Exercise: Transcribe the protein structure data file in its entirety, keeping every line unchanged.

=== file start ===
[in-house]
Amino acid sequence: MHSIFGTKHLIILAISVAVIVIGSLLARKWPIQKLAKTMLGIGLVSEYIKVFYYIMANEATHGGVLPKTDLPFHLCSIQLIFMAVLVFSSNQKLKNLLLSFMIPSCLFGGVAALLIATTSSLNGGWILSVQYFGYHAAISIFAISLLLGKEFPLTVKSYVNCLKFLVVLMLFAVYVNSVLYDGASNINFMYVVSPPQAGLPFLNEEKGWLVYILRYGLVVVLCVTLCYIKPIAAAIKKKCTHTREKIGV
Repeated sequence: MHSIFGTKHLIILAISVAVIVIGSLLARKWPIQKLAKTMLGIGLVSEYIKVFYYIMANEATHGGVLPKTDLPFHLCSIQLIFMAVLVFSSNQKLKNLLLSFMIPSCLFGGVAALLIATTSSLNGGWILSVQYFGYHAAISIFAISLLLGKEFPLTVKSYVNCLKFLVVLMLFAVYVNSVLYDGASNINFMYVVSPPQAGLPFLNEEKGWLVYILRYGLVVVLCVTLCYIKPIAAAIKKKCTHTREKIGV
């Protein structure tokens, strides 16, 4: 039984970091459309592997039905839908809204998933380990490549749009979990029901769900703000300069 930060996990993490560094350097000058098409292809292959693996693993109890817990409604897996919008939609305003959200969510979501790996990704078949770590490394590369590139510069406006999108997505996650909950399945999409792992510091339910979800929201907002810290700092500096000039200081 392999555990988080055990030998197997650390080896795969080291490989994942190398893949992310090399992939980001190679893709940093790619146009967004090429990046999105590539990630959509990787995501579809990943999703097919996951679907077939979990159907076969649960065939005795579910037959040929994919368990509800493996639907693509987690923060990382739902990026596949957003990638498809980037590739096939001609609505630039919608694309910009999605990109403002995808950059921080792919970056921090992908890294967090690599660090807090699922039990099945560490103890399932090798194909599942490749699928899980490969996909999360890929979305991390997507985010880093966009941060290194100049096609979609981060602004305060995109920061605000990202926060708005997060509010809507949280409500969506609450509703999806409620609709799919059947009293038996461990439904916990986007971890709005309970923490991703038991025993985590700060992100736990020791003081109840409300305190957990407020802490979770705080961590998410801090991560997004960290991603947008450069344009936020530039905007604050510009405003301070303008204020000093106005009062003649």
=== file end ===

[in-house]
Amino acid sequence: MHSIFGTKHLIILAISVAVIVIGSLLARKWPIQKLAKTMLGIGLVSEYIKVFYYIMANEATHGGVLPKTDLPFHLCSIQLIFMAVLVFSSNQKLKNLLLSFMIPSCLFGGVAALLIATTSSLNGGWILSVQYFGYHAAISIFAISLLLGKEFPLTVKSYVNCLKFLVVLMLFAVYVNSVLYDGASNINFMYVVSPPQAGLPFLNEEKGWLVYILRYGLVVVLCVTLCYIKPIAAAIKKKCTHTREKIGV
Repeated sequence: MHSIFGTKHLIILAISVAVIVIGSLLARKWPIQKLAKTMLGIGLVSEYIKVFYYIMANEATHGGVLPKTDLPFHLCSIQLIFMAVLVFSSNQKLKNLLLSFMIPSCLFGGVAALLIATTSSLNGGWILSVQYFGYHAAISIFAISLLLGKEFPLTVKSYVNCLKFLVVLMLFAVYVNSVLYDGASNINFMYVVSPPQAGLPFLNEEKGWLVYILRYGLVVVLCVTLCYIKPIAAAIKKKCTHTREKIGV
């Protein structure tokens, strides 16, 4: 039984970091459309592997039905839908809204998933380990490549749009979990029901769900703000300069 930060996990993490560094350097000058098409292809292959693996693993109890817990409604897996919008939609305003959200969510979501790996990704078949770590490394590369590139510069406006999108997505996650909950399945999409792992510091339910979800929201907002810290700092500096000039200081 392999555990988080055990030998197997650390080896795969080291490989994942190398893949992310090399992939980001190679893709940093790619146009967004090429990046999105590539990630959509990787995501579809990943999703097919996951679907077939979990159907076969649960065939005795579910037959040929994919368990509800493996639907693509987690923060990382739902990026596949957003990638498809980037590739096939001609609505630039919608694309910009999605990109403002995808950059921080792919970056921090992908890294967090690599660090807090699922039990099945560490103890399932090798194909599942490749699928899980490969996909999360890929979305991390997507985010880093966009941060290194100049096609979609981060602004305060995109920061605000990202926060708005997060509010809507949280409500969506609450509703999806409620609709799919059947009293038996461990439904916990986007971890709005309970923490991703038991025993985590700060992100736990020791003081109840409300305190957990407020802490979770705080961590998410801090991560997004960290991603947008450069344009936020530039905007604050510009405003301070303008204020000093106005009062003649």